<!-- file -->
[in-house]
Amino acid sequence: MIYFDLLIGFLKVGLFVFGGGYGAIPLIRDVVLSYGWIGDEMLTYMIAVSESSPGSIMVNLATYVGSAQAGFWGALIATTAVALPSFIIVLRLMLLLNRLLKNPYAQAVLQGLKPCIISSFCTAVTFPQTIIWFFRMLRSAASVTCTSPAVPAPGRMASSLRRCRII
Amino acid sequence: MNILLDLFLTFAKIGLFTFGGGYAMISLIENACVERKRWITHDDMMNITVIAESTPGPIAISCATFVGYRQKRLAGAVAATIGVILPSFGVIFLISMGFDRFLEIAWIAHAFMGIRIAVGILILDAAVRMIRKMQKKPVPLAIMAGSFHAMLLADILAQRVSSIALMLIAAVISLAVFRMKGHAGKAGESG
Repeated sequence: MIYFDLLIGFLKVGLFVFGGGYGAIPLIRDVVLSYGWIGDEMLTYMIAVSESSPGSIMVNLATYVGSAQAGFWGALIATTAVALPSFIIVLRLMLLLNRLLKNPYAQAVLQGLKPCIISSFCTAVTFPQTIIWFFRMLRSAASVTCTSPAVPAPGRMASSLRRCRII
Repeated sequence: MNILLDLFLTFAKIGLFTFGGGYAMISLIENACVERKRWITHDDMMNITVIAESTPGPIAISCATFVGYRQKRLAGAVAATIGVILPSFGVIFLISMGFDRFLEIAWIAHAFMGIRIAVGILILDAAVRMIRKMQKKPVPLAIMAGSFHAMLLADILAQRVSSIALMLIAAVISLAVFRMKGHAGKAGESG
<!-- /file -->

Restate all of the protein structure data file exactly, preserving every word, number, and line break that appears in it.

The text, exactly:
[in-house]
Amino acid sequence: MIYFDLLIGFLKVGLFVFGGGYGAIPLIRDVVLSYGWIGDEMLTYMIAVSESSPGSIMVNLATYVGSAQAGFWGALIATTAVALPSFIIVLRLMLLLNRLLKNPYAQAVLQGLKPCIISSFCTAVTFPQTIIWFFRMLRSAASVTCTSPAVPAPGRMASSLRRCRII
Amino acid sequence: MNILLDLFLTFAKIGLFTFGGGYAMISLIENACVERKRWITHDDMMNITVIAESTPGPIAISCATFVGYRQKRLAGAVAATIGVILPSFGVIFLISMGFDRFLEIAWIAHAFMGIRIAVGILILDAAVRMIRKMQKKPVPLAIMAGSFHAMLLADILAQRVSSIALMLIAAVISLAVFRMKGHAGKAGESG
Repeated sequence: MIYFDLLIGFLKVGLFVFGGGYGAIPLIRDVVLSYGWIGDEMLTYMIAVSESSPGSIMVNLATYVGSAQAGFWGALIATTAVALPSFIIVLRLMLLLNRLLKNPYAQAVLQGLKPCIISSFCTAVTFPQTIIWFFRMLRSAASVTCTSPAVPAPGRMASSLRRCRII
Repeated sequence: MNILLDLFLTFAKIGLFTFGGGYAMISLIENACVERKRWITHDDMMNITVIAESTPGPIAISCATFVGYRQKRLAGAVAATIGVILPSFGVIFLISMGFDRFLEIAWIAHAFMGIRIAVGILILDAAVRMIRKMQKKPVPLAIMAGSFHAMLLADILAQRVSSIALMLIAAVISLAVFRMKGHAGKAGESG